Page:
When does insomnia cross the line to becoming a sleep disorder? (photo credit: BigStockPhoto.com)

When does insomnia cross the line to becoming a sleep disorder? (photo credit: BigStockPhoto.com)

Although insomnia is the sleep disorder we are most likely to self-diagnose, it is one problem we must bring up to our doctor.  For most people, insomnia means not being able to fall asleep.  This is one of the symptoms or signs of insomnia, but it isn’t the only one.

The technical definition of insomnia is not being able to get the sleep you need. This can include not being able to fall asleep but it can also mean waking up numerous times during the night, waking too early, or waking and not being able to get back to sleep.  Since many of us wouldn’t characterize these sleep challenges as insomnia, it’s very likely that we also shrug them off as a bad night’s sleep.  The danger here is that insomnia, whether it is a sleep disorder or just the symptom of another sleep disorder, can increase your risk of developing a debilitating and even deadly disease.

When is Insomnia a Sleep Disorder?

It is probably safe to say that if you are struggling with insomnia on a regular basis, it qualifies as a sleep disorder regardless of what other conditions are present.  People struggling with insomnia can experience any or all of the following:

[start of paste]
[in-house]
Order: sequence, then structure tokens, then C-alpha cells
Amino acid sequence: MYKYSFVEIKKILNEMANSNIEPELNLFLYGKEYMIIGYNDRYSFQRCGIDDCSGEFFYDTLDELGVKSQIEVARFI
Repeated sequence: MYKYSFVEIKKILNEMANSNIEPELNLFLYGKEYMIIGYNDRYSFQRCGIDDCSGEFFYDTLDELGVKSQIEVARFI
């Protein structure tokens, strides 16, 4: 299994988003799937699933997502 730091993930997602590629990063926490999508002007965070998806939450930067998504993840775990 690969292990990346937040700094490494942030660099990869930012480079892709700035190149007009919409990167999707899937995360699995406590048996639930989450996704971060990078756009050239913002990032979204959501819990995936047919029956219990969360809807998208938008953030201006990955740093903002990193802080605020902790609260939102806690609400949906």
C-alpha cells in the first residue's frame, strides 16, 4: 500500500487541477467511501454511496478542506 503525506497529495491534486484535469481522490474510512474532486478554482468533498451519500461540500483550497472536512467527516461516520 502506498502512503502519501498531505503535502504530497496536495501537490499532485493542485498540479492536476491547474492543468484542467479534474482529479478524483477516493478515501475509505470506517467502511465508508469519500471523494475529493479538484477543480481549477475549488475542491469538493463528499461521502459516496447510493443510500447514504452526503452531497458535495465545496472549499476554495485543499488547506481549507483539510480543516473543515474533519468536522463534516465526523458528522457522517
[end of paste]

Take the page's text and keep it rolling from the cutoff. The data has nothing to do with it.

• Trouble falling asleep at night, even when tired
  • Waking up numerous times during the night
  • Waking up during the night and struggling to get back to sleep
  • Waking up earlier than planned and not being able to get back to sleep
  • Feeling tired upon waking

There are two different types of insomnia, primary and secondary.  If you have primary insomnia, your difficulties sleeping are not related to any other sleep disorder or medical condition.  This is when insomnia would be characterized as a sleep disorder.

Primary insomnia can be caused by a number of things like increased stress, emotional distress, physical discomfort, jet lag, shifting schedules, and environmental factors like noise or light.  In some cases, addressing these things can alleviate the insomnia.  This is why the first step in many treatment plans for addressing primary insomnia is improving sleep hygiene.

When is Insomnia a Symptom of Another Sleep Disorder?

The second type of insomnia, secondary insomnia, results when there is another condition that is causing the insomnia.  In these cases, the insomnia is treated as a symptom of the other condition even though it is essentially the same as when it is a standalone sleep disorder.  There are many different health problems that can cause insomnia.  Medical conditions like asthma, cancer, and arthritis can cause insomnia.  Mental health problems like depression and anxiety can also cause these symptoms.  External factors like medications and alcohol use can also lead to insomnia.

Both types of insomnia can be characterized as acute or chronic.  People with acute insomnia may struggle with sleep for as little as one or two nights or for several weeks but they also experience times when they have no symptoms of insomnia.  If someone struggles with insomnia three or more nights a week for at least a month, they would be diagnosed with chronic insomnia.